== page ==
Advanced Education Opportunities Draw an Early-Career Engineer to MITRE

July 2017
Francisco Ramos-Carrizosa
MITRE's Francisco Ramos-Carrizosa

Francisco Ramos-Carrizosa came to Boston intending to pursue a master's degree at one of the area's top academic institutions. In landing a job at MITRE, he found a path to achieving his educational goal, contributing to work developing technologies that will have a real-world impact, as well as augmenting his technical capabilities with the tools to lead.

Ramos-Carrizosa was born in Kansas after his parents came to the United States from Paraguay as part of the Partners of the Americas education exchange where his father completed his Ph.D. at the University of Kansas. Reared in the Kansas City suburbs, Ramos-Carrizosa completed his undergraduate work in the university’s mechanical engineering program.

"I came to Boston looking for programs with subjects I was interested in, that were as good as or better than the program I came out of," he says. He couldn't afford graduate school right away. But through an acquaintance, he interviewed at MITRE and joined the technical staff at MITRE’s Bedford, Massachusetts, campus.

As a full-time employee, Ramos-Carrizosa took advantage of MITRE's professional development benefits, which include education assistance. He attended an information session about the Gordon Engineering Leadership (GEL) Program at Northeastern University where he also learned of MITRE’s partnership with the program. The school invited him to apply for one of the 40 openings in the next class.

Managing Humans When Numbers Don’t Apply

Engineers graduating from master's and doctoral programs are more technically specialized than ever. But engineering programs don't help these technical minds understand human behavior. A lack of people skills can prevent them from performing at an optimal level when they begin their careers.

Unlike the typical technical graduate program, the GEL program incorporates leadership development into an advanced engineering curriculum. It attracts candidates from a variety of companies and institutions in the Boston area. Participants work with a professional from the industry, who advises them for the duration of the program.

Upon completion, participants earn a master of science degree in their select discipline, a graduate certificate in engineering leadership, and the title of "Gordon Fellow."

A Challenging but Supportive Environment

MITRE assists Ramos-Carrizosa in several ways. For instance, his graduate degree is eligible for tuition reimbursement. And unlike many of his fellow GEL candidates, Ramos-Carrizosa's industry advocate is also his MITRE group leader, who has been very supportive of his work in the program.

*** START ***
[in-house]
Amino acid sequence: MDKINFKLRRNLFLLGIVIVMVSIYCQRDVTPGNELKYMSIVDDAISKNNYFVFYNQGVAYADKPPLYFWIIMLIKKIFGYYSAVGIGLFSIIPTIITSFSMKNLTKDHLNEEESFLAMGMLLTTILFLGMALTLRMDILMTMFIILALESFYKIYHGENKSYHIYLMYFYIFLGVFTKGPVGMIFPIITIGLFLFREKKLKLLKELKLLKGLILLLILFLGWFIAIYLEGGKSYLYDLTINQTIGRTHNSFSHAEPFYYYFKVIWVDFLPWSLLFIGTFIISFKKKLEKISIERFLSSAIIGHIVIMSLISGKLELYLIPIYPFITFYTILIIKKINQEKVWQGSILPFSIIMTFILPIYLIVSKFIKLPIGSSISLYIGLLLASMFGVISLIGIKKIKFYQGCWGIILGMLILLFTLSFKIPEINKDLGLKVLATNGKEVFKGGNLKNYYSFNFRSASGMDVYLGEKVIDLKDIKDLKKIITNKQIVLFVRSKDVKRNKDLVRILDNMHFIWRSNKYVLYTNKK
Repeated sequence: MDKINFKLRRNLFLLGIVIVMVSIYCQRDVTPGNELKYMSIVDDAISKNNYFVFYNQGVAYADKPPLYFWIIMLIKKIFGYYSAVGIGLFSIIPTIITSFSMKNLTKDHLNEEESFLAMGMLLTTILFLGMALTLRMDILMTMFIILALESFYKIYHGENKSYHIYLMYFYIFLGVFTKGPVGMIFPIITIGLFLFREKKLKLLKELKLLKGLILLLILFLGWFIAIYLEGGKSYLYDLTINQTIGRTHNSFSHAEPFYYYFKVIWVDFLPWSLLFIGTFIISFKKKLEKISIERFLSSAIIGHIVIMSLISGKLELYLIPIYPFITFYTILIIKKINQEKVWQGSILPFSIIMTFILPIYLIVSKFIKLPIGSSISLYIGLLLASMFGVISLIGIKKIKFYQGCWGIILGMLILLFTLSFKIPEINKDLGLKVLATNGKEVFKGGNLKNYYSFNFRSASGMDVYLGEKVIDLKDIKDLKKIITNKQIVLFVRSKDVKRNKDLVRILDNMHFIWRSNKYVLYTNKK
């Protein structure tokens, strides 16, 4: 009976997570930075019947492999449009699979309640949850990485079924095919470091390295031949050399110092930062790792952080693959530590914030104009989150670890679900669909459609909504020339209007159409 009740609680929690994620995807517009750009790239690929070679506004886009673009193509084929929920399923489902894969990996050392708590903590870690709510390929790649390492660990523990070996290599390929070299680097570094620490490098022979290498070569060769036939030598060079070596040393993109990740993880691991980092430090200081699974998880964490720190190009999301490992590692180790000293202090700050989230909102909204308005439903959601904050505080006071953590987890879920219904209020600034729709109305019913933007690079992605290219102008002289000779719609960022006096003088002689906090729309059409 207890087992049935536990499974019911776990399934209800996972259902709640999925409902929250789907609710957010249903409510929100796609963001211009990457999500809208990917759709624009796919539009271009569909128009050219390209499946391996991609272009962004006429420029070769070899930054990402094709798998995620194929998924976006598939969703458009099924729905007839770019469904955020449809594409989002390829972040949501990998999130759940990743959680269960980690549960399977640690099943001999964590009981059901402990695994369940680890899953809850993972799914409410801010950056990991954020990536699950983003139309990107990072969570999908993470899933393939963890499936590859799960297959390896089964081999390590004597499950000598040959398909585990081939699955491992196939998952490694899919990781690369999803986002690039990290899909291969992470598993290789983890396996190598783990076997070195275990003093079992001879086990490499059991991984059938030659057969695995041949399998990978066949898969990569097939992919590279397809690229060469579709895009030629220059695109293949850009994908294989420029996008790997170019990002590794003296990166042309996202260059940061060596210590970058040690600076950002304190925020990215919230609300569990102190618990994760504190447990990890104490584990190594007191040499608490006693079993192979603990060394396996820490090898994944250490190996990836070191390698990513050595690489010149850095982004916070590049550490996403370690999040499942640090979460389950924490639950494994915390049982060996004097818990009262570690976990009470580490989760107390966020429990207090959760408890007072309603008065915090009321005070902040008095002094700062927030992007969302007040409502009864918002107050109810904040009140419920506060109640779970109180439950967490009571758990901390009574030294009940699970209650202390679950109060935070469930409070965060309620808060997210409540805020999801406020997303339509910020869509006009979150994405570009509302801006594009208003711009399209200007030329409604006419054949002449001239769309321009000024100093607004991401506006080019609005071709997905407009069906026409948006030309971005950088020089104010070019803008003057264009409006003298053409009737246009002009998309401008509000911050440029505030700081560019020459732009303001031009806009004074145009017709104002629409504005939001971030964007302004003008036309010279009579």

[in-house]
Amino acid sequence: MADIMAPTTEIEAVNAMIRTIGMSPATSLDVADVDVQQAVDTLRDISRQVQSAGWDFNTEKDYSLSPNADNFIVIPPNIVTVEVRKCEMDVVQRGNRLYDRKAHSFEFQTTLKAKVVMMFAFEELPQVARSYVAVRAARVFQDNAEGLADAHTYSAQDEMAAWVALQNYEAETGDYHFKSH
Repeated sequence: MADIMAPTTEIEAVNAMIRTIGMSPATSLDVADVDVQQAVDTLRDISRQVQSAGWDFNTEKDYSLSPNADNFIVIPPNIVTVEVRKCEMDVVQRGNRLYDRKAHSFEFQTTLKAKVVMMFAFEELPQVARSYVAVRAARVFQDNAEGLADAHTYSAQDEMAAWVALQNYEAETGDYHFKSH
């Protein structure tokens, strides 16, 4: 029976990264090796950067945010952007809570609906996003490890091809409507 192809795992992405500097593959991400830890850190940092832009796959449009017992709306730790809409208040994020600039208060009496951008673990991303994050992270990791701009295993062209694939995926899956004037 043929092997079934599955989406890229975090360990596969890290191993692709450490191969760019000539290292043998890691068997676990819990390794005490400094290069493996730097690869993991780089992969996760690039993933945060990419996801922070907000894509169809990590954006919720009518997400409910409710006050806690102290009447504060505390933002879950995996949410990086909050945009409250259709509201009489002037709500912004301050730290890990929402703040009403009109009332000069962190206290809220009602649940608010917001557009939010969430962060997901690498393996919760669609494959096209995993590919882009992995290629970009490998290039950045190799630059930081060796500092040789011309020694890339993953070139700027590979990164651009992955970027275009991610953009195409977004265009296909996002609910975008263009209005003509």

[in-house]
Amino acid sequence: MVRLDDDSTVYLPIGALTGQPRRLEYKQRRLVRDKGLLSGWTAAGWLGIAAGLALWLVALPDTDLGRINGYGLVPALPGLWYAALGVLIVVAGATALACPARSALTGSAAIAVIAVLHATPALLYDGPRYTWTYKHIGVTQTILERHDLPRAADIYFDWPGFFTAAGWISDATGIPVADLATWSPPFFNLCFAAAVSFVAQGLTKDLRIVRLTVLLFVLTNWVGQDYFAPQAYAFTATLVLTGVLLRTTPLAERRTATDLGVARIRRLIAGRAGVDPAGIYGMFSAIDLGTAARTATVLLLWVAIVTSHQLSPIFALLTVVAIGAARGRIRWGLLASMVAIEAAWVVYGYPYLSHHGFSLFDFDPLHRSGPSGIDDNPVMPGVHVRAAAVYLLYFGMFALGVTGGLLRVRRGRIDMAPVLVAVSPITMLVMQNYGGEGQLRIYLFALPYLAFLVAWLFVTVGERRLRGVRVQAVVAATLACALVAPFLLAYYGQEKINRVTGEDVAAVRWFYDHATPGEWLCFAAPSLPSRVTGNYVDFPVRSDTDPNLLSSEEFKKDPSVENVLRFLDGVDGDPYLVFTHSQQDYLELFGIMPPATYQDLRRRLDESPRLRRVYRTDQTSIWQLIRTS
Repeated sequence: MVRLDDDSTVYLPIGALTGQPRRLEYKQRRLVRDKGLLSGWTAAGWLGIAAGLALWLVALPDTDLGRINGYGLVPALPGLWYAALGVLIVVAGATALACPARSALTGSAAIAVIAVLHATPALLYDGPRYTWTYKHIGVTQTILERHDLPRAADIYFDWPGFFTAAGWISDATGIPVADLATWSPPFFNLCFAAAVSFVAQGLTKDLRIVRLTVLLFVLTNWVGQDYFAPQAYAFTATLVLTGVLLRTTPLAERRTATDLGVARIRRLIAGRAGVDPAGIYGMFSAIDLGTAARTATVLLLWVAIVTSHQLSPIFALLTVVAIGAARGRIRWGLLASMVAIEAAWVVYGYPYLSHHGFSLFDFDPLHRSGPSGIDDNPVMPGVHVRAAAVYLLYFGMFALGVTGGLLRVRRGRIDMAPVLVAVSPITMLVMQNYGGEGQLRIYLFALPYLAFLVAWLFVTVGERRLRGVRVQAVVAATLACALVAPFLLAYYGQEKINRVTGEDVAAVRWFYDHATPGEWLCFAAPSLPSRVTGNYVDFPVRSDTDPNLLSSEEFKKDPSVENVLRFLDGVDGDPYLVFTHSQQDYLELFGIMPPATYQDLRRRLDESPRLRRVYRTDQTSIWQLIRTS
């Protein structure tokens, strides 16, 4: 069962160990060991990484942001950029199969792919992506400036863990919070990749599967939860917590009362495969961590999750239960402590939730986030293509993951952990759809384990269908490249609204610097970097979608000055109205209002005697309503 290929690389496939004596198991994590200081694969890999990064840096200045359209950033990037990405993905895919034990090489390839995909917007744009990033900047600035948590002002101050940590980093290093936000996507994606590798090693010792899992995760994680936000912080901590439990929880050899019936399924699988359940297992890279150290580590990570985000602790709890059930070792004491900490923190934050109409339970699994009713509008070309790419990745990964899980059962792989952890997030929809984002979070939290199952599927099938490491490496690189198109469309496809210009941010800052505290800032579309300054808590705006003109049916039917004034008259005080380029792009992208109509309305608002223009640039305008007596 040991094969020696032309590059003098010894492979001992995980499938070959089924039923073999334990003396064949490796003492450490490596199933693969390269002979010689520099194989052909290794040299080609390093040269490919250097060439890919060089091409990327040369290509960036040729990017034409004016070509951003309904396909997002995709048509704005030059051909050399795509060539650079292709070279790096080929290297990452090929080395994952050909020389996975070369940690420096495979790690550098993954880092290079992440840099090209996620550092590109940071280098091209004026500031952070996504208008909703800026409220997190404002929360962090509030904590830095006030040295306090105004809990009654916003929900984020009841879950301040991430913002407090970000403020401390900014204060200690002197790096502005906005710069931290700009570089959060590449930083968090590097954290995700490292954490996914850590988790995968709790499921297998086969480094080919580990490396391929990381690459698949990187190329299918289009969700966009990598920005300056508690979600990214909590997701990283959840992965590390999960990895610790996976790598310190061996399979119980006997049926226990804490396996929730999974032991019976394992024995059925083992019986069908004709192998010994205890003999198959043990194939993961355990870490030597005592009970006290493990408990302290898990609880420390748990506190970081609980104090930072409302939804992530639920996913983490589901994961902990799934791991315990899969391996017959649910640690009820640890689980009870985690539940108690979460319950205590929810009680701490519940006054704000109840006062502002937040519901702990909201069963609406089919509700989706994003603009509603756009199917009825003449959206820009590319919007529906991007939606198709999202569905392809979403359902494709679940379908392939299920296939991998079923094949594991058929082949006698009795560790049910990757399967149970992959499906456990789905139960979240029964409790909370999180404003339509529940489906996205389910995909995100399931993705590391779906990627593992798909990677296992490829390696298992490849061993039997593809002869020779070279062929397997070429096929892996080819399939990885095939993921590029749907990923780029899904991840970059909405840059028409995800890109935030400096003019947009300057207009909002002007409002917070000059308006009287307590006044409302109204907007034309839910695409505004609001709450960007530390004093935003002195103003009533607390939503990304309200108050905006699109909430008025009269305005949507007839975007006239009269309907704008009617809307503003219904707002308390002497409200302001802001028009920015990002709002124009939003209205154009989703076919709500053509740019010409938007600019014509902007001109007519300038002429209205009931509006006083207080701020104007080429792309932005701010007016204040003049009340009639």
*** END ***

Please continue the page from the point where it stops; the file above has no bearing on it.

Ramos-Carrizosa's GEL research project is part of a broader initiative under MITRE’s internal research program. The initiative focuses on developing a prototype 3D-printed phased array antenna and integrated circuitry that a government sponsor could build and deploy quickly in the field. Ramos-Carrizosa is performing thermal analyses to determine failure modes to understand what elements would make the technology workable and what level of performance the user can expect.

The rigors of the GEL Program add a layer of intense course work to an already demanding engineering job, he says. That's where the close-knit cohort makes a difference. "In engineering school, we experienced a lot of collaboration and study time with people in the library, but that ends at the library door. I don’t think any of us could survive [the GEL program] on our own.

"We help each other through, because there's a shared interest in each other's success."


After a rough first year, learning to balance the demands of GEL and his MITRE responsibilities, Ramos-Carrizosa is focused on his project and building on the lessons of year one. The program has helped him learn how to manage stress and deal with the unexpected that arises from work, relationships, schedule, or other factors.

"It's been very valuable at MITRE in helping me deal with other people," he says. "It's helping us learn how to behave in ways that get the best out of the people around us, and the best out of ourselves."

—by Molly Manchenton

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